Review: Meditation Park
Mina Shum's latest is quite funny and surprisingly poignant.
In a downtown Vancouver suburb, a woman’s life unravels. Mina Shum’s latest film Meditation Park, examines the immigrant experience through the eyes of Maria (Cheng Pei-pei). For over forty years, Maria has served her husband Bing (Tzi Ma). Moving from China to Vancouver to raise their now adult children, Maria spends most of her day at home and still struggles to grasp the English language. One evening, Maria’s careful routine is shattered when she finds a pair of women’s underwear in her husband’s pocket. Suddenly, the idea of staying home all day and preparing the house to Bing’s liking no longer holds the same appeal. Instead, Maria finds herself facing an existential crisis. What is she to do when she catches herself living a lie?
Endlessly charming, Meditation Park resonates due to its fully realized performances and poignant depictions of complicated human relationships. Cheng Pei-pei attends to her character with such deep compassion that resonates throughout, making it so easy to fall in love with Maria. It is this performance that allows some of the quietist and most humane scenes to be profoundly poignant. Also surprisingly tender is the great Don McKellar, who appears only briefly in the film’s first half as Maria’s neighbor Gabriel. Later, once Maria begins to make changes in her life, an unexpected friendship forms. McKellar’s final scene is completely heartbreaking, and will remind viewers why the actor/writer/director is one of Canada’s greatest gifts.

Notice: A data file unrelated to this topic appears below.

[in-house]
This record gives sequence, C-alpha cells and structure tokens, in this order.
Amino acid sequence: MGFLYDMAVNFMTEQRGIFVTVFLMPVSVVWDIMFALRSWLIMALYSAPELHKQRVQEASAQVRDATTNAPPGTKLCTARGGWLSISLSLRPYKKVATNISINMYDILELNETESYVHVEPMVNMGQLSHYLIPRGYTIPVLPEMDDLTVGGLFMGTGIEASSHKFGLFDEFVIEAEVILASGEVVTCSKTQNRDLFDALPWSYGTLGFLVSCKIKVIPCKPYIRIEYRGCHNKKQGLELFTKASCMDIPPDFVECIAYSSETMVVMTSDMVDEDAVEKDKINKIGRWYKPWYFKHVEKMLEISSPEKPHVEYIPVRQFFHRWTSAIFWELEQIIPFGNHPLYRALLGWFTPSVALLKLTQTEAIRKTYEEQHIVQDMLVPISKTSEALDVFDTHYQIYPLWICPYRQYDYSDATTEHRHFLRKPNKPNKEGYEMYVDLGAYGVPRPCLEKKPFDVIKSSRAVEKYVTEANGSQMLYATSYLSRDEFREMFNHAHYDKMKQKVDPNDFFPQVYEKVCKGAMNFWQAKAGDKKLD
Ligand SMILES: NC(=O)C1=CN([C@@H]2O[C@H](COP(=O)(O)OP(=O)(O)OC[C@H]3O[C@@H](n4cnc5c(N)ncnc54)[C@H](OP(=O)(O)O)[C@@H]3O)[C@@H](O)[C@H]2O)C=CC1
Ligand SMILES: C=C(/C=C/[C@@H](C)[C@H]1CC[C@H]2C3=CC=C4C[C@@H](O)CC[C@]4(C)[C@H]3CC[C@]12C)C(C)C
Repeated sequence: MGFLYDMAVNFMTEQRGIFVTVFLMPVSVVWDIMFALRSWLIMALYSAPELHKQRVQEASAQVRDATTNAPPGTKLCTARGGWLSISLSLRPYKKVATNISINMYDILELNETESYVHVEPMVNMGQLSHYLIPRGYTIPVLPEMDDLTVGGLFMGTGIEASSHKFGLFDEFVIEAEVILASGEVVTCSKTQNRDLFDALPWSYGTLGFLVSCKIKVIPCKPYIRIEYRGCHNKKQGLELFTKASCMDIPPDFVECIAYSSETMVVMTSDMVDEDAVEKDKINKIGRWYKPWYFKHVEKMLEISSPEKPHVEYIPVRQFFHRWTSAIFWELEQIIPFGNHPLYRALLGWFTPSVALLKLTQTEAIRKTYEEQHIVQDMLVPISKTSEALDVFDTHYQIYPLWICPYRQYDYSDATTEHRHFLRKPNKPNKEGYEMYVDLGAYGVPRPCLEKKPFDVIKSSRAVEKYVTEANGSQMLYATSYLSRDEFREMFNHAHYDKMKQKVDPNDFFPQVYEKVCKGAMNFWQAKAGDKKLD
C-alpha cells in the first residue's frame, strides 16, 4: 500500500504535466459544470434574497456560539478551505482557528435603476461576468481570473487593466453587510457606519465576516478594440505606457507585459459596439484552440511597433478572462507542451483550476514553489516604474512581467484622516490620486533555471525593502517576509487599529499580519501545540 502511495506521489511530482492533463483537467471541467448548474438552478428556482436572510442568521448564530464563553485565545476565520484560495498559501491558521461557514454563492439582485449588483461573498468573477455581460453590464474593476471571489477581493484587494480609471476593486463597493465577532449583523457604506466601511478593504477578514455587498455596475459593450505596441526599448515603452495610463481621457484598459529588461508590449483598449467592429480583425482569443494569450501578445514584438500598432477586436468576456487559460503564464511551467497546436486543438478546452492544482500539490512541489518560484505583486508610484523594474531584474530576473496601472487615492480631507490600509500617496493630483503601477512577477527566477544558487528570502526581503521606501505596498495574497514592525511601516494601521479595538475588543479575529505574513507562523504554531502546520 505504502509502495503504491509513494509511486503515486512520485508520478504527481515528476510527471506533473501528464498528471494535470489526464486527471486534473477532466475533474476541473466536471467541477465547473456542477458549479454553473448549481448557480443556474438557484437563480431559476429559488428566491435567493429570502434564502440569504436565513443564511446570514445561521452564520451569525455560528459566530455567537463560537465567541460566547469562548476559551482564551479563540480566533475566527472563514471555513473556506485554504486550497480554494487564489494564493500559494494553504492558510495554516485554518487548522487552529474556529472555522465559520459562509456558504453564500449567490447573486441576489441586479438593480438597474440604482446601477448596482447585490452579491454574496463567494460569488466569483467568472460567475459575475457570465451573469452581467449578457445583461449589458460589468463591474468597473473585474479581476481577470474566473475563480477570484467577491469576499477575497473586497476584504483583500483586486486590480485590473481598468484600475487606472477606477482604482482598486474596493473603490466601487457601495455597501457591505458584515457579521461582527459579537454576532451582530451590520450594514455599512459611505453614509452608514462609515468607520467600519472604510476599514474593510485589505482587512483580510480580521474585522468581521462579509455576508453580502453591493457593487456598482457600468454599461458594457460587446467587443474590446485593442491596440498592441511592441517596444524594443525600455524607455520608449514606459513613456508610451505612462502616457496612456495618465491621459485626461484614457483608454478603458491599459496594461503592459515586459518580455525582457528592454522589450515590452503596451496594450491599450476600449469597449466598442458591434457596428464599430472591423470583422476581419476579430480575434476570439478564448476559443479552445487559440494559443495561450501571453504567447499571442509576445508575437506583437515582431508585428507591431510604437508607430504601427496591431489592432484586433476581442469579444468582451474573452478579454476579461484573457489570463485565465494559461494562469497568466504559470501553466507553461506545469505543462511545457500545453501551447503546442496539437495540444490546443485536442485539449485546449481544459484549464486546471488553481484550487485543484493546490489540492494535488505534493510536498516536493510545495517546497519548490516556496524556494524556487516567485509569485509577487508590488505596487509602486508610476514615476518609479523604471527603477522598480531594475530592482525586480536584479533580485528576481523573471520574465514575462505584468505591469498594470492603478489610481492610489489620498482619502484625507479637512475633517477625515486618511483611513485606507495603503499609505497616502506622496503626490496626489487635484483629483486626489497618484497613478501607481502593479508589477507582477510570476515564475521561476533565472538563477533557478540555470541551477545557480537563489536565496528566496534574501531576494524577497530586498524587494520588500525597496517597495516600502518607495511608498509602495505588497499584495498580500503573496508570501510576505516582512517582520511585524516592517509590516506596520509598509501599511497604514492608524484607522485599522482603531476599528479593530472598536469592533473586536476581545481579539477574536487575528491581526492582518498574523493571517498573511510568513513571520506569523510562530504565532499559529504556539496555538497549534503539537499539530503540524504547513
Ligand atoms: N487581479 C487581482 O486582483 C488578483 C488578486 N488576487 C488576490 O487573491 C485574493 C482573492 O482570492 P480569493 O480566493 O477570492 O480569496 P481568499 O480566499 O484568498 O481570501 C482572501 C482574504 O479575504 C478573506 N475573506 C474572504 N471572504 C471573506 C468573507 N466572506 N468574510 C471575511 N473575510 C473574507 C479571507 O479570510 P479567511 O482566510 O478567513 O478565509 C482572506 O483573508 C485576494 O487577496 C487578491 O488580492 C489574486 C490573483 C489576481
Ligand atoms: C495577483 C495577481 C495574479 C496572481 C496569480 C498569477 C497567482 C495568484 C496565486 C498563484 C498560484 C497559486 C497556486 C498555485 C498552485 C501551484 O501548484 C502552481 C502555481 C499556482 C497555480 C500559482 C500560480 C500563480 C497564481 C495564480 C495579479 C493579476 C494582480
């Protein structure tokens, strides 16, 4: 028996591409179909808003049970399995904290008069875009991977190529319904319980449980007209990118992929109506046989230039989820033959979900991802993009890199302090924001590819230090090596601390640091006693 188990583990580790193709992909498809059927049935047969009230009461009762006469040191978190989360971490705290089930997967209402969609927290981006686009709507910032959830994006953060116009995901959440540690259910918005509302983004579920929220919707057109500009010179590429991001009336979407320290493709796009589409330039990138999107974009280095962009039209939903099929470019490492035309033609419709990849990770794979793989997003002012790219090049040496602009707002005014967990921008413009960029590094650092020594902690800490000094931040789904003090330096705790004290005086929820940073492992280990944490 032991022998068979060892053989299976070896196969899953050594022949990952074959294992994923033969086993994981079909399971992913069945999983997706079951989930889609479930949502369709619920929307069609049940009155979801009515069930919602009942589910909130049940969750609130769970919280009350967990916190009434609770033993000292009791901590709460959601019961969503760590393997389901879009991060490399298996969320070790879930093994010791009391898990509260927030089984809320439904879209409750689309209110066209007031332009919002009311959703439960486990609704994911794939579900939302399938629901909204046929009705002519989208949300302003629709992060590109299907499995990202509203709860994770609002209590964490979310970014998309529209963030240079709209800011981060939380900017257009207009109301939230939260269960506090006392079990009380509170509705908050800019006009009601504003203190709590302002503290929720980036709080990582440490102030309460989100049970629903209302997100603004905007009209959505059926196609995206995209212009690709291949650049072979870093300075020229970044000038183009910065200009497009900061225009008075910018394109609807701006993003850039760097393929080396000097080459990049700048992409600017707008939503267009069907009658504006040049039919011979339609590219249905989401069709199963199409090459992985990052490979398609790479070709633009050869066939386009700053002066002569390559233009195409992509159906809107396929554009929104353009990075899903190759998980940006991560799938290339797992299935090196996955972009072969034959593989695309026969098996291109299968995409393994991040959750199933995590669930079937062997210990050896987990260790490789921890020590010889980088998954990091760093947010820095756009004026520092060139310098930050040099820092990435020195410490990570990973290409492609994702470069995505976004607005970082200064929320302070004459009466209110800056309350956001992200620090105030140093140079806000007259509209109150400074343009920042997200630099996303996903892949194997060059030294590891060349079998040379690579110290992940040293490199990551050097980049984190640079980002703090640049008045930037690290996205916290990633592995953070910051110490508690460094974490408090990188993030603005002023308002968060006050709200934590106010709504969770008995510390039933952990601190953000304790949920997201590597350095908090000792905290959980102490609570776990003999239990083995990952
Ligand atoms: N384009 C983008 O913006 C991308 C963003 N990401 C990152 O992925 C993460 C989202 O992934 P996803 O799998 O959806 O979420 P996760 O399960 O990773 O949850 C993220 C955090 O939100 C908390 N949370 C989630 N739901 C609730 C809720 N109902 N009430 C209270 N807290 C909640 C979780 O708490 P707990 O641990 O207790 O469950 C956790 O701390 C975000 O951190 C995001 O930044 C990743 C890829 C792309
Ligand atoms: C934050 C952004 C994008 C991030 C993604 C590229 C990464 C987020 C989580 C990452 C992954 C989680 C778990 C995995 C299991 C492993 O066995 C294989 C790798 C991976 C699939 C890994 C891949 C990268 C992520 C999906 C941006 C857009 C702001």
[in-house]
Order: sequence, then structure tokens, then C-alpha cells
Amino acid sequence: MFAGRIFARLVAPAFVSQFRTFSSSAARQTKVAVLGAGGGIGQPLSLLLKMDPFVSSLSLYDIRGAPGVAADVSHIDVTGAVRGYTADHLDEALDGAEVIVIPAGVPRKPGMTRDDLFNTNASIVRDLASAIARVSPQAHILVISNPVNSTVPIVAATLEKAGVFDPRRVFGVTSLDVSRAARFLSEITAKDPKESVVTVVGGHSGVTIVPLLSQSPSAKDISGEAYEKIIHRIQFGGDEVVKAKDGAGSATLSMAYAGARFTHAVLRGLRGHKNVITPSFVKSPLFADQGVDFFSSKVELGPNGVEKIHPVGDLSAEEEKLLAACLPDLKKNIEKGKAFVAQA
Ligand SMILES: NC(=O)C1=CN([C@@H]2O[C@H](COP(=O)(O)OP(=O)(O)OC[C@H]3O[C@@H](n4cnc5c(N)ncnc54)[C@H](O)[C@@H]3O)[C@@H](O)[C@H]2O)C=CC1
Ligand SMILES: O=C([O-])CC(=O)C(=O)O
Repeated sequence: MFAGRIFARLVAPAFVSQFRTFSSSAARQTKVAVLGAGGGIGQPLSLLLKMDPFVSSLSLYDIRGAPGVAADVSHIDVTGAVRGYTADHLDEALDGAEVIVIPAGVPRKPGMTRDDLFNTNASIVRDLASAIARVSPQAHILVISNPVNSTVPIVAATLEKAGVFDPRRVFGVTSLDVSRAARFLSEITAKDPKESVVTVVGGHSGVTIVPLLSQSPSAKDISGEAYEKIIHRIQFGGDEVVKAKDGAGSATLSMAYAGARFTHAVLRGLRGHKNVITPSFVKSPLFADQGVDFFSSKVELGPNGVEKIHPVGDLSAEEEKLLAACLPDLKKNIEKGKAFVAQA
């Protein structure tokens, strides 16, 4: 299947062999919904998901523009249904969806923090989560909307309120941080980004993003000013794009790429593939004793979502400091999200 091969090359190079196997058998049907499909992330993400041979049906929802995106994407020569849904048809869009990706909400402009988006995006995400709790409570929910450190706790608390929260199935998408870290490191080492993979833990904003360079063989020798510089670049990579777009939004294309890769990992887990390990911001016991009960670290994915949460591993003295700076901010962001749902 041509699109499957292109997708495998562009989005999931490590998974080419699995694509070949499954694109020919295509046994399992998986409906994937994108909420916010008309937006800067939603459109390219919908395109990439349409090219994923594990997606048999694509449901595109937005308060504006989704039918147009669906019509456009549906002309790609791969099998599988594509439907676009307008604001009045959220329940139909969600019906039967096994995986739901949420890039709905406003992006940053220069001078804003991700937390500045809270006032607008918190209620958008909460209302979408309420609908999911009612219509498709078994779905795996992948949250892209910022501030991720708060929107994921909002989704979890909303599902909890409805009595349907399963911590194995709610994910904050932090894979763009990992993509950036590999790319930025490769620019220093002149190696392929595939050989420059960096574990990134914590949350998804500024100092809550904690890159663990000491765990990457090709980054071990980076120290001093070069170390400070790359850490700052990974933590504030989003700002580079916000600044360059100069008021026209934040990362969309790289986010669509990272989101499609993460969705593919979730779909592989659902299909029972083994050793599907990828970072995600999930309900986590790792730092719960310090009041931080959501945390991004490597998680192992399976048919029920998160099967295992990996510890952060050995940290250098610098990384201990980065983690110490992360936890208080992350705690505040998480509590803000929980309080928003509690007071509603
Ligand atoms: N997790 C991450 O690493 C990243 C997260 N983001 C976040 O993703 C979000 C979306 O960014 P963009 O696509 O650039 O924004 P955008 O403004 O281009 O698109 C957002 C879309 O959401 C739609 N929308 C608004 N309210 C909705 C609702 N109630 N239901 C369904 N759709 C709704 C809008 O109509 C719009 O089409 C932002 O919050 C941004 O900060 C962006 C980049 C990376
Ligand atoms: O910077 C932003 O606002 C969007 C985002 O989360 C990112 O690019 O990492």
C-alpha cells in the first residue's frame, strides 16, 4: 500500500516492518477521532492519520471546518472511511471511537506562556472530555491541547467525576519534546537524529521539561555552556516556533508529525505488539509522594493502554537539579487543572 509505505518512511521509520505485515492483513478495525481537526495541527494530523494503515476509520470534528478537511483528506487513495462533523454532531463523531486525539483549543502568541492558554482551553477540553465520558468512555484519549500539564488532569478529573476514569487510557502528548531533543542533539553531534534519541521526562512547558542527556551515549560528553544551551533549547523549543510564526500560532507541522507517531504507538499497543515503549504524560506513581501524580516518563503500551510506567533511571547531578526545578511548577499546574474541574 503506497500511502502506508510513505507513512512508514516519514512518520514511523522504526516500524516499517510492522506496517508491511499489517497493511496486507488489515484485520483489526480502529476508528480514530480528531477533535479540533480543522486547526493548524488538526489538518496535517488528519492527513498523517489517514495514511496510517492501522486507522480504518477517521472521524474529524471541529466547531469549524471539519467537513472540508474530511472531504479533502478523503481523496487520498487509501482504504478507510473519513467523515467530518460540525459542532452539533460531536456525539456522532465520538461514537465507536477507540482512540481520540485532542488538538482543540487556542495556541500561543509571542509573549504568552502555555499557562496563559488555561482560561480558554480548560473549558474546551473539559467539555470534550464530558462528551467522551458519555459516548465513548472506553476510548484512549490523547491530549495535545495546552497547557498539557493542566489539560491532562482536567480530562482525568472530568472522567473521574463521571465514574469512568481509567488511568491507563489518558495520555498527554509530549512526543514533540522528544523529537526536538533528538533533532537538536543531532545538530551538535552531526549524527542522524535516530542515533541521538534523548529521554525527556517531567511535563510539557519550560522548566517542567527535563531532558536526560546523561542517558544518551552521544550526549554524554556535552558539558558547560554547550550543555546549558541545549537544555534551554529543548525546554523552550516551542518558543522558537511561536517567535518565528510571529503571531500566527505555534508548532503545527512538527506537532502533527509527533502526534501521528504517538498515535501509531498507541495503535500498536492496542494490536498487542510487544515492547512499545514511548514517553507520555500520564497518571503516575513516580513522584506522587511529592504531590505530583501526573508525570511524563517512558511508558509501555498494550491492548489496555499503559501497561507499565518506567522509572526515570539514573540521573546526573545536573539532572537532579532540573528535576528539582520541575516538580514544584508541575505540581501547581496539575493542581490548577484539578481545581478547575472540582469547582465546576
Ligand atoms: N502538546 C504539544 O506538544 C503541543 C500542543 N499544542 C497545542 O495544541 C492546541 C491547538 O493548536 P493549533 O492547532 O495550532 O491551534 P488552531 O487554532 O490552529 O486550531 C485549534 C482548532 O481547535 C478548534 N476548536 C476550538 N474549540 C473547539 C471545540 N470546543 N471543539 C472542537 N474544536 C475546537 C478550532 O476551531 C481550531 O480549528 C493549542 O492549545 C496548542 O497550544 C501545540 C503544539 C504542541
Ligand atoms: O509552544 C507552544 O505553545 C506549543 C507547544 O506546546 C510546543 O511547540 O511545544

Though there are some unforgiving music cues that attempt to shove the viewer’s emotions in the right direction, Meditation Park is a deeply affecting film. Mina Shum pays tribute to the traditions of Chinese mothers while also exposing the hidden difficulties that come from a life of strict observance. It balances laughs and tears genuinely, without ever veering outside of believability, and builds to a final moment that is distinctively powerful. Meditation Park is the kind of film that can so easily slip under the radar. Properly distributed Canadian content of this quality is an unfortunate rarity, so make sure not to miss this journey.